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Quick Pix

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 It is easy to fill a cube up with smaller cubes, but in Euclidean geometry, dodecahedra don't fit together so nicely. However, it is still possible if you allow yourself infinitely many smaller and smaller dodecahedra. This picture, created by Chiam Goodman-Strauss and Dan Krech, shows one step in the procedure.

Today at Science U

Make a Jupiter Movie!

Or choose another planet if you prefer. On the Orrery Movie Page you're the director.

Focus on Math

 Visit the famous curve index and learn about dozens figures such as the Lemniscate of Bernoulli shown here. The curve index is just part of the extensive History of Mathematics site at the University of St. Andrews. Other main attractions include:

Five-Minute Seminar
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Introduction to Isometries: Teapots and Triangles

What do teapots and triangles have in common? If you said "nothing" you must have something against the letter "t". However, the correct answer for the day is that computer animations of teapots and triangles both boil down to the same basic geometric transformations, called isometries.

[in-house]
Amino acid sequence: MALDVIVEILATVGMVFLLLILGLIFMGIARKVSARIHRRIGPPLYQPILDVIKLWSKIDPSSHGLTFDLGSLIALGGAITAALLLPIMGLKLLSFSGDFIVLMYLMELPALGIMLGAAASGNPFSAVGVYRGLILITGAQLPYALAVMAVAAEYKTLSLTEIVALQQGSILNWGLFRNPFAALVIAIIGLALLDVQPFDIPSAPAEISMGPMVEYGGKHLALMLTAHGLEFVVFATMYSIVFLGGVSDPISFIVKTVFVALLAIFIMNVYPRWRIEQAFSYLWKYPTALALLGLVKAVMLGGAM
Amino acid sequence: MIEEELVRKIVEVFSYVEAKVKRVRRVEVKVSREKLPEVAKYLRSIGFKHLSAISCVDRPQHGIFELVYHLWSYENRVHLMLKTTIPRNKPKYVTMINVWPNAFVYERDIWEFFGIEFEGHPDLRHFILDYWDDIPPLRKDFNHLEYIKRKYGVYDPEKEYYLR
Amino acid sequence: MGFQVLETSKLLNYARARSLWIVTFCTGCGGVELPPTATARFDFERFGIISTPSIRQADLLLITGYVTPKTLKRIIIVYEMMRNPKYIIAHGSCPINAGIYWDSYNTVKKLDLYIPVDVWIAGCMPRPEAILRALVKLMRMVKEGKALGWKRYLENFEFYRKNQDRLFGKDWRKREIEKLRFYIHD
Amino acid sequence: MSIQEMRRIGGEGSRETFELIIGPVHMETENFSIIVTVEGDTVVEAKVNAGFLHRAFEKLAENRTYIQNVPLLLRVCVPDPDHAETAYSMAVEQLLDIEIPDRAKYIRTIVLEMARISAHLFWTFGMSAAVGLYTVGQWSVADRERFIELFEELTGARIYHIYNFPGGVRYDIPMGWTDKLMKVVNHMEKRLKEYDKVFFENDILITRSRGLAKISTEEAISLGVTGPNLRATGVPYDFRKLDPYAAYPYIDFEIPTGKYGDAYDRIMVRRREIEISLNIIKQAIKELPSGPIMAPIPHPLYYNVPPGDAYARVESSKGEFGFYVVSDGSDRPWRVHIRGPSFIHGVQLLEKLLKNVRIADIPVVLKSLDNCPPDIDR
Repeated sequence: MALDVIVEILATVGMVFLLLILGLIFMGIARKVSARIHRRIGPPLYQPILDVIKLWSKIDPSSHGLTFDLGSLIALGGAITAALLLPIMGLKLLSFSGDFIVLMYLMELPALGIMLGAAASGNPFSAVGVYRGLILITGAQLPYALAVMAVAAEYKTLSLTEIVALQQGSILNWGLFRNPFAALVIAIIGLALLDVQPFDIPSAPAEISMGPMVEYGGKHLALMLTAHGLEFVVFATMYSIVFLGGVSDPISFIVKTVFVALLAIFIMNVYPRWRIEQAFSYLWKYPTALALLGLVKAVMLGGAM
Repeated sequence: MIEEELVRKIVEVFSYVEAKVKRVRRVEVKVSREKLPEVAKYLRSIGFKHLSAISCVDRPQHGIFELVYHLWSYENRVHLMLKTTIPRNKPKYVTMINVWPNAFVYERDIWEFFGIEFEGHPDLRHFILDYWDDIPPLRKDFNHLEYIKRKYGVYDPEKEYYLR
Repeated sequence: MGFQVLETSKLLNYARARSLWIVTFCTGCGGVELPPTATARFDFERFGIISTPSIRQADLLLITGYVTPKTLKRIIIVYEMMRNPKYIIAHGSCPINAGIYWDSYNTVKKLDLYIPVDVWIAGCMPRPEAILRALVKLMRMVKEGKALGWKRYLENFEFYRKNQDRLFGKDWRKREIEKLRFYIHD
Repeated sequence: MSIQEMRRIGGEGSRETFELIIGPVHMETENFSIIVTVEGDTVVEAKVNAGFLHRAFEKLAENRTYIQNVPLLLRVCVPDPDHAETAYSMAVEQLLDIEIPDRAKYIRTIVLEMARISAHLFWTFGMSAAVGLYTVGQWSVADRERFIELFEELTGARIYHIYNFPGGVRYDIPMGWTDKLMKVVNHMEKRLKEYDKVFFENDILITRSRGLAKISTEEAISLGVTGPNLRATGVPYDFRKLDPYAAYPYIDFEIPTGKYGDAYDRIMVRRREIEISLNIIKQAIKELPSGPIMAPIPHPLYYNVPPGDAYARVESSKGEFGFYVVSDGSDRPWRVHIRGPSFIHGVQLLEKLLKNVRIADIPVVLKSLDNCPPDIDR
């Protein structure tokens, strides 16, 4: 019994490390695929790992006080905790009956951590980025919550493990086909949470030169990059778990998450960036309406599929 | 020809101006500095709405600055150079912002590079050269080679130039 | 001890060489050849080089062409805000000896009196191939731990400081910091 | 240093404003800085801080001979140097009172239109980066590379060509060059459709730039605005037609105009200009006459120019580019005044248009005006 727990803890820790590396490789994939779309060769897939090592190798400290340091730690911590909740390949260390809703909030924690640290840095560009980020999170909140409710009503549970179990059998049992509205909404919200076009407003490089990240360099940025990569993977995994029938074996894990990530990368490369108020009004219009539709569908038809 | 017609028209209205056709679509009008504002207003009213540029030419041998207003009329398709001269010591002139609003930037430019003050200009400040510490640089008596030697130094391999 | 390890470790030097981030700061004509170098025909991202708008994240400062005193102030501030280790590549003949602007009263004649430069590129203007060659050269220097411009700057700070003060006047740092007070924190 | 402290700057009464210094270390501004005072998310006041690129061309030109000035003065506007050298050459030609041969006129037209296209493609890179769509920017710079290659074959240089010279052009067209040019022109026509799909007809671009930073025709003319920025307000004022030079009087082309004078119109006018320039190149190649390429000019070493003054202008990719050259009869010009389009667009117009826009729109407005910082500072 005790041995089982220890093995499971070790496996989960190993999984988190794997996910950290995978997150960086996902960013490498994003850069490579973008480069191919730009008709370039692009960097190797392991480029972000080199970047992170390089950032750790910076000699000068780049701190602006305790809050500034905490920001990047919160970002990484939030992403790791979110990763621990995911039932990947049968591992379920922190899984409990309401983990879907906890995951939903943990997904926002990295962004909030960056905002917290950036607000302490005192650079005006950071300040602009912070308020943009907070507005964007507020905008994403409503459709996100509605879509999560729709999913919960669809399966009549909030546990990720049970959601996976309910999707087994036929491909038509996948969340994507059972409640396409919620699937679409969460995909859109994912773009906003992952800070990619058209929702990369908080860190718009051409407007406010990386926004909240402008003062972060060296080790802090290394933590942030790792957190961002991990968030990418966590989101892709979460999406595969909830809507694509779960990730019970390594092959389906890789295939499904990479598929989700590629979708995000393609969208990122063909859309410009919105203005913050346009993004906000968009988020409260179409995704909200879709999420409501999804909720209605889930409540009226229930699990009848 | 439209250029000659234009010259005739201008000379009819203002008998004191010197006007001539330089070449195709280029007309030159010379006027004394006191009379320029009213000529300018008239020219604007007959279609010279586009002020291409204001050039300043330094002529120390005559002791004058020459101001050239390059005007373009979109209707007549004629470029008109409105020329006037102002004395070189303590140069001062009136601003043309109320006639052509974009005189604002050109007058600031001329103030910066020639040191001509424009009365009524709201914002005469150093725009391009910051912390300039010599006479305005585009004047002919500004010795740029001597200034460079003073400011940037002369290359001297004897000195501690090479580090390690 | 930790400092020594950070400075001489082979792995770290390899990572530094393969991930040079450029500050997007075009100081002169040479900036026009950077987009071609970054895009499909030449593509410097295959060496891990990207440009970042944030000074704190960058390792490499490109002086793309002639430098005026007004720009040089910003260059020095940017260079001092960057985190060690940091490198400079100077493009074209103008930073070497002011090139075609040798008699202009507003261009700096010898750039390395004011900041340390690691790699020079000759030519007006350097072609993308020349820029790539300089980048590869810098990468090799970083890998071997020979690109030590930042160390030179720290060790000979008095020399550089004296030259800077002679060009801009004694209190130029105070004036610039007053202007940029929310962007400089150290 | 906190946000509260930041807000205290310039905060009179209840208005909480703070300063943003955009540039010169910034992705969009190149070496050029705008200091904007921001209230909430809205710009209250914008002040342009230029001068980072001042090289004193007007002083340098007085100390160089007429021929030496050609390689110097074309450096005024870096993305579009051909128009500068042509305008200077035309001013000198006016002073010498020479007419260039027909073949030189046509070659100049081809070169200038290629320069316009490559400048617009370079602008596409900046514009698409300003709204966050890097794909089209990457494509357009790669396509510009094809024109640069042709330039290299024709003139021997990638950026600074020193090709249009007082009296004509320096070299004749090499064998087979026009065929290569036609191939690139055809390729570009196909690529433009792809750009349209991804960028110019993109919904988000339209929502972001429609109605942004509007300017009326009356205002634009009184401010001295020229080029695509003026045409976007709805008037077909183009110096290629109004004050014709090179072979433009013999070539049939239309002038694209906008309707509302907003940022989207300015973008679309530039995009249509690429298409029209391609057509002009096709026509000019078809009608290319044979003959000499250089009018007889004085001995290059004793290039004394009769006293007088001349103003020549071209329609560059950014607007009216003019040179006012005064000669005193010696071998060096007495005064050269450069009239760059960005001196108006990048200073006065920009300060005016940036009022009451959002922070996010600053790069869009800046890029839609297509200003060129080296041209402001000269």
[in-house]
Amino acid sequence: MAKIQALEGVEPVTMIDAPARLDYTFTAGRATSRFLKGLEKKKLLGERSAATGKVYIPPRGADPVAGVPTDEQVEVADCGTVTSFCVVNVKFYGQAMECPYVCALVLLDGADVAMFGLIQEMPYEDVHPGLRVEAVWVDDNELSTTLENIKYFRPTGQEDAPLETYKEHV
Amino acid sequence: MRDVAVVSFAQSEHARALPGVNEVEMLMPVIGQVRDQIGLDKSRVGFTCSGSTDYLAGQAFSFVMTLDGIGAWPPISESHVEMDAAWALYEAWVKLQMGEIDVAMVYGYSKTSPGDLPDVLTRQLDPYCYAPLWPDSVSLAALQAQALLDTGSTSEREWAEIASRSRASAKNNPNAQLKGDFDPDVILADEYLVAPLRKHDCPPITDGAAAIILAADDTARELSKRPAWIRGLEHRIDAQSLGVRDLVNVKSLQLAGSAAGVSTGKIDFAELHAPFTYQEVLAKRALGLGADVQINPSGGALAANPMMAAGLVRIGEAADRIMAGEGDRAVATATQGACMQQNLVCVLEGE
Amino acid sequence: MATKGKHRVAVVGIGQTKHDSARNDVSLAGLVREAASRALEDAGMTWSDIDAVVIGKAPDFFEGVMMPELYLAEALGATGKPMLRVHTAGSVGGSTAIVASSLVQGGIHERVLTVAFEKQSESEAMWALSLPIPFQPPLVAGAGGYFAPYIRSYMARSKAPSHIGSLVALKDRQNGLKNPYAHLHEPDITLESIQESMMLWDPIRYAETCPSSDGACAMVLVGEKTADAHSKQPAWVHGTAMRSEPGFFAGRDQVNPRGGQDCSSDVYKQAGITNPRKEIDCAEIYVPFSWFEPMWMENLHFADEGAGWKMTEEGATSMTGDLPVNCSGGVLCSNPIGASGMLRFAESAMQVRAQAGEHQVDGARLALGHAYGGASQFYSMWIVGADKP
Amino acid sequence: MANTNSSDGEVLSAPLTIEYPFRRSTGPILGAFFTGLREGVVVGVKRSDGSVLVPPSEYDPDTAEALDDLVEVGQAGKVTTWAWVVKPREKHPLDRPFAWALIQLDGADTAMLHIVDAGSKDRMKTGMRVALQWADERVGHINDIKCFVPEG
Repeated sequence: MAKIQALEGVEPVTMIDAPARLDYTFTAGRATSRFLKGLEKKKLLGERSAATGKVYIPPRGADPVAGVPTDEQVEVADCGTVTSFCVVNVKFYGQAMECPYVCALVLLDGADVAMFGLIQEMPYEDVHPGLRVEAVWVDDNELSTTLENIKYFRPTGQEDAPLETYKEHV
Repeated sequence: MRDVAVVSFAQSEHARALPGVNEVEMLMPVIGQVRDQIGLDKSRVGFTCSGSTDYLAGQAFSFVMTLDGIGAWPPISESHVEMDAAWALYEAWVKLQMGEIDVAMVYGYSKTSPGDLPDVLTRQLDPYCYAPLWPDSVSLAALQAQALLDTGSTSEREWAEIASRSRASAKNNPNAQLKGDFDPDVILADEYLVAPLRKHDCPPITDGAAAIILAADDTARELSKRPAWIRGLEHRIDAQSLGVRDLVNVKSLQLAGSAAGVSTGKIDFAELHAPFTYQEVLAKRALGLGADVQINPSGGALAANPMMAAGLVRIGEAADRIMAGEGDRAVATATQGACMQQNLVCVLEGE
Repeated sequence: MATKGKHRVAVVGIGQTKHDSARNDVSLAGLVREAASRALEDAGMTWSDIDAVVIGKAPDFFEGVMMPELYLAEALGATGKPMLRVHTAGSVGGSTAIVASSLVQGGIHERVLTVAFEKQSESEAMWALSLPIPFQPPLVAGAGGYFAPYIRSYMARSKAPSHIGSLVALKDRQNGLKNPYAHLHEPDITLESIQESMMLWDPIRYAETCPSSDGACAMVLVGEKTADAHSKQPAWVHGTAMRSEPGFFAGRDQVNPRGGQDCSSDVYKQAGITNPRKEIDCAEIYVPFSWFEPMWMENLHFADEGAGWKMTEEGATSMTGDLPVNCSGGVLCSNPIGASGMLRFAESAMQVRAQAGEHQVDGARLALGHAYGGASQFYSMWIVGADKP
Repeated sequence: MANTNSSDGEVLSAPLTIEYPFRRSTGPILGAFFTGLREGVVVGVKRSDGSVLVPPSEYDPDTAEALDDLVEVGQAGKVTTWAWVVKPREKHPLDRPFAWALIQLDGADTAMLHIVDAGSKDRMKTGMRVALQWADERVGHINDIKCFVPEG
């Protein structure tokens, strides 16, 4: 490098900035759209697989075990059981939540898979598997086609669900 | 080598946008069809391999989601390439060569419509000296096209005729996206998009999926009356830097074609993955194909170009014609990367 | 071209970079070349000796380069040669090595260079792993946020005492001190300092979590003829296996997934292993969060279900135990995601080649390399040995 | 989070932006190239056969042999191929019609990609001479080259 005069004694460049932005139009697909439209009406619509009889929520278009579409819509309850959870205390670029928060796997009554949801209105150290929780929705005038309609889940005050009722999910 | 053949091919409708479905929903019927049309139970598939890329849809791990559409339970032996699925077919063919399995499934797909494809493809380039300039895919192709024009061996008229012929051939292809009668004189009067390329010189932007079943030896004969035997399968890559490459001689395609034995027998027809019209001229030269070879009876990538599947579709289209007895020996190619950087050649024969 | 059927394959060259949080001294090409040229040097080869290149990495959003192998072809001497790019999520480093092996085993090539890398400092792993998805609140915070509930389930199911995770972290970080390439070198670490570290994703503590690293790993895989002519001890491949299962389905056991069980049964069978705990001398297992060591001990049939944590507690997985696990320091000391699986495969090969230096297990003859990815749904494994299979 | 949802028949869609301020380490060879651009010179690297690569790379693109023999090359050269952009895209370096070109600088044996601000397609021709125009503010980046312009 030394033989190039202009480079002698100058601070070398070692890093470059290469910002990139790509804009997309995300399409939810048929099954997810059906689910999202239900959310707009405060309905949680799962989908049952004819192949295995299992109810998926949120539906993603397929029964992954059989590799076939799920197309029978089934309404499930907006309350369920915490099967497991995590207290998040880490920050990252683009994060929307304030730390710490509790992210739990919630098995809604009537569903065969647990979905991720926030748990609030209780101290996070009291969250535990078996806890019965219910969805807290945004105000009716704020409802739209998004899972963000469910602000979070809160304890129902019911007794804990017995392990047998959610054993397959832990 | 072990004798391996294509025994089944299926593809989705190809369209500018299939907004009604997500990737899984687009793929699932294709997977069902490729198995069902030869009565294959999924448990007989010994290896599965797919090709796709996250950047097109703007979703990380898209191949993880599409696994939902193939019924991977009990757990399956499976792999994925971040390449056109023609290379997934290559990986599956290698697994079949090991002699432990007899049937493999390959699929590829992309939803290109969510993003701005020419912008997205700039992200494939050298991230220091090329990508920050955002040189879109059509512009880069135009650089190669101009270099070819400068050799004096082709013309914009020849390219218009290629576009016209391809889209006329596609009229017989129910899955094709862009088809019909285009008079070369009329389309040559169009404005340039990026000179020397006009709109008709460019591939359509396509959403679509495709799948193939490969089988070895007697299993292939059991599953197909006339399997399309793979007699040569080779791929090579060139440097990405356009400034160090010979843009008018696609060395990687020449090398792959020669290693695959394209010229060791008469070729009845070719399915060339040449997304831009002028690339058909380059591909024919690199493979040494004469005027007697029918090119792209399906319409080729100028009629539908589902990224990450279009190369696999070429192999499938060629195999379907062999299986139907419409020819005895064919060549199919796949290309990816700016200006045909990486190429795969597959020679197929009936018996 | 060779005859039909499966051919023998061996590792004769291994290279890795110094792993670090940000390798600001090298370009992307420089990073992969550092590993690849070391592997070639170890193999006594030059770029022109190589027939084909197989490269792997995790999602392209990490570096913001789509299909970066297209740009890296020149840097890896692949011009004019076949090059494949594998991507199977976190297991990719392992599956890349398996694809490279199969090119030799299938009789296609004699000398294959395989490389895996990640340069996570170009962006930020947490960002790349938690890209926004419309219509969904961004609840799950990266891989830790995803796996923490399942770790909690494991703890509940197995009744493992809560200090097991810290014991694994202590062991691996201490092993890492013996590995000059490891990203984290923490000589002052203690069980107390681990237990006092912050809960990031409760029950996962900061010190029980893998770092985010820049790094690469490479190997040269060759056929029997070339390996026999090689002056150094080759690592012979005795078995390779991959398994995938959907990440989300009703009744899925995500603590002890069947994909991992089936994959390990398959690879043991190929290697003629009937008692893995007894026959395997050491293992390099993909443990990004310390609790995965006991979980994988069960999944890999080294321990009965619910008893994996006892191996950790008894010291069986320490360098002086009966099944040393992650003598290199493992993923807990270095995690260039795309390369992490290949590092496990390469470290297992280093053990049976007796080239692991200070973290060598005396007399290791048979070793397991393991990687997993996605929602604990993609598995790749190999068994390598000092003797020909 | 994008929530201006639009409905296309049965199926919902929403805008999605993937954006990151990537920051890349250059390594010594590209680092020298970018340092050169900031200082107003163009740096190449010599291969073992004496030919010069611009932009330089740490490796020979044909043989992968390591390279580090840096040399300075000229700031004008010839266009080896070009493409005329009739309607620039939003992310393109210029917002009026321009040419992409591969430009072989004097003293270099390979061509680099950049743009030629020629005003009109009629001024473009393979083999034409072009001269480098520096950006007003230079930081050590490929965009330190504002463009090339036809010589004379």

One way of looking at geometry is to think about shapes and sizes. Triangle, circles, cones, and so on, come up again and again in science, industry and commerce. When most of us first encounter geometry, we learn formulas and theorems describing useful and interesting properties of these shapes. Indeed, it was probably the need to compute weights and volumes that led merchants and traders to think about geometry formulas nearly 3000 years ago, and elaborating the study of shapes and sizes dominated geometers for the next several millenia.

However, starting in the 19th century, another way of looking at geometry emerged. The idea was to focus on how to manipulate and transform geometric objects instead of focusing on the objects themselves. This proved to be very effective, and rapidly lead to discoveries about non-Euclidean geometries, the theory of relativity, and even computer graphics.

Next Time: a closer look at computer graphics in "Geometry goes to Hollywood".
Complete Seminar Series available in the Science U Library.

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